"Gould, a Financial Times journalist, combines a tender character study, a vivid portrait of Moscow and a gripping thriller: the title by the way, is entirely unironic" – Financial Times
The venue was the canteen block of the Red Hammer Cement Works. It was the usual set-up: way out of town, secretive directions to get there, and disco lights blazing...
Moscow, 1993. The end of the Cold War and the collapse of the Soviet Union have brought unimaginable change to Russia. With this change come new freedoms: freedom to travel abroad and to befriend Westerners, freedom to make money, and even the freedom for an underground gay scene to take root.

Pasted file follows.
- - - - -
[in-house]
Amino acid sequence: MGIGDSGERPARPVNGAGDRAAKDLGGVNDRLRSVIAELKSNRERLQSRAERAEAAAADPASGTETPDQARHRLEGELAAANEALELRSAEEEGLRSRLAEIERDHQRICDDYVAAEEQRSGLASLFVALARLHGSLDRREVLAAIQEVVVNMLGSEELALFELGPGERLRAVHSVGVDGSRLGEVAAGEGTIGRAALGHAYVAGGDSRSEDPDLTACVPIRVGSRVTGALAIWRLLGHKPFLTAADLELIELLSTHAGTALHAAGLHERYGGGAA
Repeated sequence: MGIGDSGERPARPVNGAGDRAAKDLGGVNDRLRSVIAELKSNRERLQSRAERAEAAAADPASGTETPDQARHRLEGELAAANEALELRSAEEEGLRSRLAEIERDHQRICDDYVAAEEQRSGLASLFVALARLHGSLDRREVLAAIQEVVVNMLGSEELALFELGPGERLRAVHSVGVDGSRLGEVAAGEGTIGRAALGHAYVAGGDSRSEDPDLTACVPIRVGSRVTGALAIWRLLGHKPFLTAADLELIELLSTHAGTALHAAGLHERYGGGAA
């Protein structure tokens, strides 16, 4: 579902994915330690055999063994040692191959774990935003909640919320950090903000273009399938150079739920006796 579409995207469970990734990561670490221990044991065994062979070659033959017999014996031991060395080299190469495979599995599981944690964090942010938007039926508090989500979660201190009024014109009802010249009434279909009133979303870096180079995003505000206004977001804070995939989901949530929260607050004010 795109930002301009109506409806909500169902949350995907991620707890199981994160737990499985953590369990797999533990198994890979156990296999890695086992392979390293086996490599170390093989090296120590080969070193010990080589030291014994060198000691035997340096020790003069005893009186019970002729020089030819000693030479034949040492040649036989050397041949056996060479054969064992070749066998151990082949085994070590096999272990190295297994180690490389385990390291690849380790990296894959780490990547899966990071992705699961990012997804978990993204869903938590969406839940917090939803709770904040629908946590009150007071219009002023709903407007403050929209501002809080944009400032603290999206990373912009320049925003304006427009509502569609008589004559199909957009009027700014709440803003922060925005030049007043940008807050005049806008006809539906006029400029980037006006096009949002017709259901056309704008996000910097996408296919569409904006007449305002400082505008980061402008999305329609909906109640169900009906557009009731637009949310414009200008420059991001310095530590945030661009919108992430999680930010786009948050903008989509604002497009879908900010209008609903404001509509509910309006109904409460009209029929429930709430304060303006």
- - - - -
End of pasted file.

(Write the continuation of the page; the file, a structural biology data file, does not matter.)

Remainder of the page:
Encouraged by the new climate of openness, twenty-one-year-old Kostya ventures out of the closet and resolves to pursue his dreams: to work in the theatre and to find love as his idol Tchaikovsky never could. Those dreams, however, lead to tragedy - not only for Kostya, but for his mother and for the two young men he loves, as all three face up to the ways they have betrayed him.
Last Dance at the Discotheque for Deviants is both a gripping mystery and a poignant, very human tale of people beset by forces beyond their control, in a world where all the old certainties have crumbled and it's far from clear what will eventually take their place.